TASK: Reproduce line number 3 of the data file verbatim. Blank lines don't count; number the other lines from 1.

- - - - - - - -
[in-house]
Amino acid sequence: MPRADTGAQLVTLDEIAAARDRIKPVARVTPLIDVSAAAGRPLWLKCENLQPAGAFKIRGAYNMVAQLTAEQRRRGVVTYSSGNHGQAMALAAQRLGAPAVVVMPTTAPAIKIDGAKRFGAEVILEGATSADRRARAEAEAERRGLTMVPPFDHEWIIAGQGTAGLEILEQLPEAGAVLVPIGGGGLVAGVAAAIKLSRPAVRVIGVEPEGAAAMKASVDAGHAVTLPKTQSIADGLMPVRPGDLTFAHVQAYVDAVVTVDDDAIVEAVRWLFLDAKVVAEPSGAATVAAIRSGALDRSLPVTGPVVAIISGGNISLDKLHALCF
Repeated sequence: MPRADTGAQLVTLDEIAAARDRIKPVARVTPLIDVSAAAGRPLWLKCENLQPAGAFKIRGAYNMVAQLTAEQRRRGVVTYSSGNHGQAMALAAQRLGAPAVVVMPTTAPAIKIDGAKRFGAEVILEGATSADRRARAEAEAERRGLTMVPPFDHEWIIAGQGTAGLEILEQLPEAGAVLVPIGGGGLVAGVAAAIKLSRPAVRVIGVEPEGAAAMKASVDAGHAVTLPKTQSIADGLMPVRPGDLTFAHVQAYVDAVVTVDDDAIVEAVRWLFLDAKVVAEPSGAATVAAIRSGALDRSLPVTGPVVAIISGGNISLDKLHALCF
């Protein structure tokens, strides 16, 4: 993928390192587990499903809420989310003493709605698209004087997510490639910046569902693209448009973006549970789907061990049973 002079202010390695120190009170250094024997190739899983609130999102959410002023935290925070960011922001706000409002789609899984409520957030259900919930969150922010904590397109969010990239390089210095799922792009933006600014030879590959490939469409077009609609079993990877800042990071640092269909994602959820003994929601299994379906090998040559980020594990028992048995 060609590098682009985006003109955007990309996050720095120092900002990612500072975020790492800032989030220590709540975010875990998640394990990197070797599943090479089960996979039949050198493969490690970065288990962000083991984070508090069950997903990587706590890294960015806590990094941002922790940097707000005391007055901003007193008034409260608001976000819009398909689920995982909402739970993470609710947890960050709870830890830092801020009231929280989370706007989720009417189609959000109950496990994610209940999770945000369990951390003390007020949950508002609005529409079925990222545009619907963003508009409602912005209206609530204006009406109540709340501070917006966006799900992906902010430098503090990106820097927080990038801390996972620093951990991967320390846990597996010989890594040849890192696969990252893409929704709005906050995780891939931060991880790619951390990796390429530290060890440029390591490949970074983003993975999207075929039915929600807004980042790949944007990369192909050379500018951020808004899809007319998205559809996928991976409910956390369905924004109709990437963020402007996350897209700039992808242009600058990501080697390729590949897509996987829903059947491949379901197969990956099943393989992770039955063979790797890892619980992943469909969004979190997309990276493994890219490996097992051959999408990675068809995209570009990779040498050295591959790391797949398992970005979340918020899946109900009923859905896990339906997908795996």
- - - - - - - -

Repeated sequence: MPRADTGAQLVTLDEIAAARDRIKPVARVTPLIDVSAAAGRPLWLKCENLQPAGAFKIRGAYNMVAQLTAEQRRRGVVTYSSGNHGQAMALAAQRLGAPAVVVMPTTAPAIKIDGAKRFGAEVILEGATSADRRARAEAEAERRGLTMVPPFDHEWIIAGQGTAGLEILEQLPEAGAVLVPIGGGGLVAGVAAAIKLSRPAVRVIGVEPEGAAAMKASVDAGHAVTLPKTQSIADGLMPVRPGDLTFAHVQAYVDAVVTVDDDAIVEAVRWLFLDAKVVAEPSGAATVAAIRSGALDRSLPVTGPVVAIISGGNISLDKLHALCF